Journalist and author John Noble Wilford (b. 1933) was born in Murray, Kentucky and graduated from the University of Tennessee with a BS in journalism before taking a masters degree in political science from Syracuse University. After working at the Wall Street Journal and Time, Wilford joined the New York Times, eventually becoming the newspaper’s senior science correspondent. He received the Pulitzer Prize for his coverage of the Apollo mission in 1984 and again for his coverage of the Challenger disaster in 1987. In addition to working as a journalist, he has authored several books on navigation history, space exploration, and a history of Christopher Columbus as a mythic figure.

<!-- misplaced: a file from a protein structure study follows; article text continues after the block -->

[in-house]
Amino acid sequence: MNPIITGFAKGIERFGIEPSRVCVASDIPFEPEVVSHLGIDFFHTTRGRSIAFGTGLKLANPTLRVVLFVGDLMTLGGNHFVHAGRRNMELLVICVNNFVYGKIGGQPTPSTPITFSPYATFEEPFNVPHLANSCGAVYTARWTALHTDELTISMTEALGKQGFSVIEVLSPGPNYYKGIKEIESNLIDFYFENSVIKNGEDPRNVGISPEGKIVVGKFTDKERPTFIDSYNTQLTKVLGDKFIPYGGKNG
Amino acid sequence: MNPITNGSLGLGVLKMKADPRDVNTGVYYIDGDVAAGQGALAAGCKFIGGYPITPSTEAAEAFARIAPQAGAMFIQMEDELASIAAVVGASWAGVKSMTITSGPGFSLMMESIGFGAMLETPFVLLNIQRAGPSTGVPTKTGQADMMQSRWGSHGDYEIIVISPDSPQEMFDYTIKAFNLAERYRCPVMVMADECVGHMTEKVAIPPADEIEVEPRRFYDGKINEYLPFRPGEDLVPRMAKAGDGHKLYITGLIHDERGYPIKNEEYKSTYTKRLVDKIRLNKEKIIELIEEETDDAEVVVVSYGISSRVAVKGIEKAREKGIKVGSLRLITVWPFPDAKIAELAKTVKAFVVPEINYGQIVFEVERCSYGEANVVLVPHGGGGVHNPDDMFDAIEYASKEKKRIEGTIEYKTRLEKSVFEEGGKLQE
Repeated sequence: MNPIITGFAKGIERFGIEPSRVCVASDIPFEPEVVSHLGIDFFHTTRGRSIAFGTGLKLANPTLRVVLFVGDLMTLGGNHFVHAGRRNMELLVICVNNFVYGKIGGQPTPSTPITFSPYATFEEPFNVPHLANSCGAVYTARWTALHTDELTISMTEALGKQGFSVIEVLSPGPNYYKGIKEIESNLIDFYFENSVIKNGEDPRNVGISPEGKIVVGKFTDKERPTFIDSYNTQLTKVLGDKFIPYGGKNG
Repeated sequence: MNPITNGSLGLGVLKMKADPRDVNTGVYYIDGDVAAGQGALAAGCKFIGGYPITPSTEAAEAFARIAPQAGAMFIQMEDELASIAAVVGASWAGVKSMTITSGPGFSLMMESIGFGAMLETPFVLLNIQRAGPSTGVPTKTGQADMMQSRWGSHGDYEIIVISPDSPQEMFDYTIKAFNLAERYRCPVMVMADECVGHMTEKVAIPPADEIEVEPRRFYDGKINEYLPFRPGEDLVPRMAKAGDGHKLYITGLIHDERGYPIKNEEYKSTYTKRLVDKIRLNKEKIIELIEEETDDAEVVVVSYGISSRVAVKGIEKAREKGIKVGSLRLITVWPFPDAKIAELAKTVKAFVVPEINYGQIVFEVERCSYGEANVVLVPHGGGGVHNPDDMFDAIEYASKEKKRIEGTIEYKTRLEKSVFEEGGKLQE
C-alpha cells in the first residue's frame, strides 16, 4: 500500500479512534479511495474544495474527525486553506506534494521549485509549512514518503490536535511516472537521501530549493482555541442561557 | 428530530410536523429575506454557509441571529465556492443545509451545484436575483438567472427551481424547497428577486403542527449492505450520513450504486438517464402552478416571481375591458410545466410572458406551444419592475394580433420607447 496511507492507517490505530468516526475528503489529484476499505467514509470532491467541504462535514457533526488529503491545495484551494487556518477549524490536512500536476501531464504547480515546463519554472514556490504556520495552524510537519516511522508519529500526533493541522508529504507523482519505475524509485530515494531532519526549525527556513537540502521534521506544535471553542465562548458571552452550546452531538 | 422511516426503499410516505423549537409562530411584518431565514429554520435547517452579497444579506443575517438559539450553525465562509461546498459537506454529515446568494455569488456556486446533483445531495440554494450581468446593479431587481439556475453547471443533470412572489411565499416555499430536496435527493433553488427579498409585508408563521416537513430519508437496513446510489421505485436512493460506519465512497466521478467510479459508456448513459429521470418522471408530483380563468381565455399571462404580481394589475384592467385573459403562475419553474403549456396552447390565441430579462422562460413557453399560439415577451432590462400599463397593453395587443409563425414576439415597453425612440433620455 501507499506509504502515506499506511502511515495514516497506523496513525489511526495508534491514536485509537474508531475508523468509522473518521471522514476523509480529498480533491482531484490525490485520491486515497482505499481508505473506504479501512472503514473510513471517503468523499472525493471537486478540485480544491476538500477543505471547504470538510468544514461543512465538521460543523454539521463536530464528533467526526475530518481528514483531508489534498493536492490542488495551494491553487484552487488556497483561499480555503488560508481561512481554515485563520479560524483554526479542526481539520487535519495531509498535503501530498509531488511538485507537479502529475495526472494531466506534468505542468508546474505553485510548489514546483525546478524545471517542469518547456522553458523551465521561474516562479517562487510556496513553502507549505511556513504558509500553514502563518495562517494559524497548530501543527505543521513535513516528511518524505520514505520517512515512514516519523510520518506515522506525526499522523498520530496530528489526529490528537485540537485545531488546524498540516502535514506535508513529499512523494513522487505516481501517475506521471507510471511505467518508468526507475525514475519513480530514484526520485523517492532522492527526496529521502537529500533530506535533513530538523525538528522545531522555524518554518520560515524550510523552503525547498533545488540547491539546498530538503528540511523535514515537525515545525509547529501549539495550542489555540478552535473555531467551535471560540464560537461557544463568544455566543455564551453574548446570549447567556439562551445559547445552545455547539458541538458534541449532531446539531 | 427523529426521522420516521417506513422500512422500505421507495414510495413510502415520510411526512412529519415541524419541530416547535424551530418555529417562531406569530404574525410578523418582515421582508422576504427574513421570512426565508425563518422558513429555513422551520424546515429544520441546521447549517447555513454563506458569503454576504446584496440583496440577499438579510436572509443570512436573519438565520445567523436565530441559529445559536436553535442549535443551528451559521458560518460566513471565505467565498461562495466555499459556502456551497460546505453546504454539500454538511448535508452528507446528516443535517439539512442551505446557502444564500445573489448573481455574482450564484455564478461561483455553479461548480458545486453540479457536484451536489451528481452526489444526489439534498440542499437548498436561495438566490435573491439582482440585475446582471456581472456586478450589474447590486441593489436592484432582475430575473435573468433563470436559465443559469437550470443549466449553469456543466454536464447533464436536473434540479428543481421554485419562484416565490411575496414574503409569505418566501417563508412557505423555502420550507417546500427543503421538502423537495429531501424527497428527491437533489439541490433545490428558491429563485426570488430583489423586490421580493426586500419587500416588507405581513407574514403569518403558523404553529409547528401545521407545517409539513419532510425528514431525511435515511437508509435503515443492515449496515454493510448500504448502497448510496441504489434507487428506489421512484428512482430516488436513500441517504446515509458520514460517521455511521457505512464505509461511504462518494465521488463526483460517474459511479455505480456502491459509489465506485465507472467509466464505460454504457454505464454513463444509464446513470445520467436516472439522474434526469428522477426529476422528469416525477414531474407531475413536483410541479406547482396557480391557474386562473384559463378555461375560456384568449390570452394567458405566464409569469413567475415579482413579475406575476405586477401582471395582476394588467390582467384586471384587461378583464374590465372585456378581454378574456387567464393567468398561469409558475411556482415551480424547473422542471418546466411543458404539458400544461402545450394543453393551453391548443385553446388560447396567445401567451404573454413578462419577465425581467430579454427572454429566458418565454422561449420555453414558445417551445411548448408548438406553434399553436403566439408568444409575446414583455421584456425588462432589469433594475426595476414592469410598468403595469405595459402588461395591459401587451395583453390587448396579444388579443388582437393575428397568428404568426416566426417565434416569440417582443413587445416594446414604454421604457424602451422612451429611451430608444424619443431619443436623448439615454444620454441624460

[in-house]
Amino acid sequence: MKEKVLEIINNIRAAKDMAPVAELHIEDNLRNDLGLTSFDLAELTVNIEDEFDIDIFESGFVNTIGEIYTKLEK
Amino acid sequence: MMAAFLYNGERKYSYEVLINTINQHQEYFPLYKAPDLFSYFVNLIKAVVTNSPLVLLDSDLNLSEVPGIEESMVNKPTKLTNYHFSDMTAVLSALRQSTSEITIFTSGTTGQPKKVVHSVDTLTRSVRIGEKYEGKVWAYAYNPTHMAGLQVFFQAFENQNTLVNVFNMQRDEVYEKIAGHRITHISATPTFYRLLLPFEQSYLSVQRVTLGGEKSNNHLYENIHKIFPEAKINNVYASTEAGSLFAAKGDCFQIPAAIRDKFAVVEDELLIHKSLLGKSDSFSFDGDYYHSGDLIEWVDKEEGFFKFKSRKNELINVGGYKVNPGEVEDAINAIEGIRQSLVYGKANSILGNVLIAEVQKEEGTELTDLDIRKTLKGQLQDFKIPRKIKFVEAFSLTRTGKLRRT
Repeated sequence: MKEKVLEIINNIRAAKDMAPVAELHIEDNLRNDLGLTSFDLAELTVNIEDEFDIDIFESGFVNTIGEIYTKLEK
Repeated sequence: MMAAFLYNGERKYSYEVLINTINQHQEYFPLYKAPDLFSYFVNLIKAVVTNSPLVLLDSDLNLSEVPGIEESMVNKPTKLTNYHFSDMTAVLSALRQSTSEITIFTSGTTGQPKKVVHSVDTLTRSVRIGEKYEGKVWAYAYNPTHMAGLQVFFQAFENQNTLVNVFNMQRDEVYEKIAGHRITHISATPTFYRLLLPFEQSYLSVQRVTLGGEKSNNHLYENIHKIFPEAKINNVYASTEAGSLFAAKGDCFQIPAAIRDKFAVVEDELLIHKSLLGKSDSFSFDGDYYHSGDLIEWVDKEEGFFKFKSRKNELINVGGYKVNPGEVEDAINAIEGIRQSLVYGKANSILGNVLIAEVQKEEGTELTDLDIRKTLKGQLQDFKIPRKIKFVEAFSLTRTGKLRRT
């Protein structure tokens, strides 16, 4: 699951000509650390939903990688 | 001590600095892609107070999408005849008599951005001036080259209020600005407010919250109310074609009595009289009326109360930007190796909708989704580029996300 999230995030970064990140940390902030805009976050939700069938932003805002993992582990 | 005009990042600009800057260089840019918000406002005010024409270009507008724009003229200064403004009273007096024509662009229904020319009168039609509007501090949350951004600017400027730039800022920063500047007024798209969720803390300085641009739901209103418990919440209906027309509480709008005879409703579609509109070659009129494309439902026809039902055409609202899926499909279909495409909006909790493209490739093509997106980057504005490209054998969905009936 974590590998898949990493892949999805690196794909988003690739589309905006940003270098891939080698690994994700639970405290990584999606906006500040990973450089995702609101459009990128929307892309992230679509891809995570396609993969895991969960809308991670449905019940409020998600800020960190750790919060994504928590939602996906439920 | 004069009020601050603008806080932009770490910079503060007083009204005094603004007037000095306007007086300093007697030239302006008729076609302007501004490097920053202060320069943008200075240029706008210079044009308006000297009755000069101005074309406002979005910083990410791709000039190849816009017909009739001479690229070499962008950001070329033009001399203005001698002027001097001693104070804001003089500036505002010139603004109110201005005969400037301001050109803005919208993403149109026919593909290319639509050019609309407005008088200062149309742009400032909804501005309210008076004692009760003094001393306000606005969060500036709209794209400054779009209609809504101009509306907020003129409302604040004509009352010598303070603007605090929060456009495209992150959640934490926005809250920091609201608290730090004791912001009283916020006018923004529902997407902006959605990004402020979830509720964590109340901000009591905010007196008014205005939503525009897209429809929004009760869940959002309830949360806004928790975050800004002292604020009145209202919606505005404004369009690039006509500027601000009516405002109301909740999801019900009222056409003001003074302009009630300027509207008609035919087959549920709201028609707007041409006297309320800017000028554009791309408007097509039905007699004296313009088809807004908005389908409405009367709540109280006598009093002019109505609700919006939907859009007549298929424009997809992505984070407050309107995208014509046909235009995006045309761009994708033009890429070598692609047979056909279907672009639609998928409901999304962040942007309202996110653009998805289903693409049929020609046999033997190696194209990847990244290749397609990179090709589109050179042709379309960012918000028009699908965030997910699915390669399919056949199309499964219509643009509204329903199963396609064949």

Author: John Noble Wilford
John Noble Wilford
Compared with their predecessors, recent historians and cultural critics have been much less friendly to the idea of heroes and individual greatness, and Columbus has not escaped this revisionist treatment. In this 1991 essay, Pulitzer Prize-winning journalist and author John Noble Wilford (b. 1933) chronicles the changing reputation of Columbus, arguing that Columbus’ standing is mainly a mirror of the changing prejudices and cultural attitudes of society. Yet he also appears to want to separate the man from his changing mythical reputation, to know Columbus as “he really was.”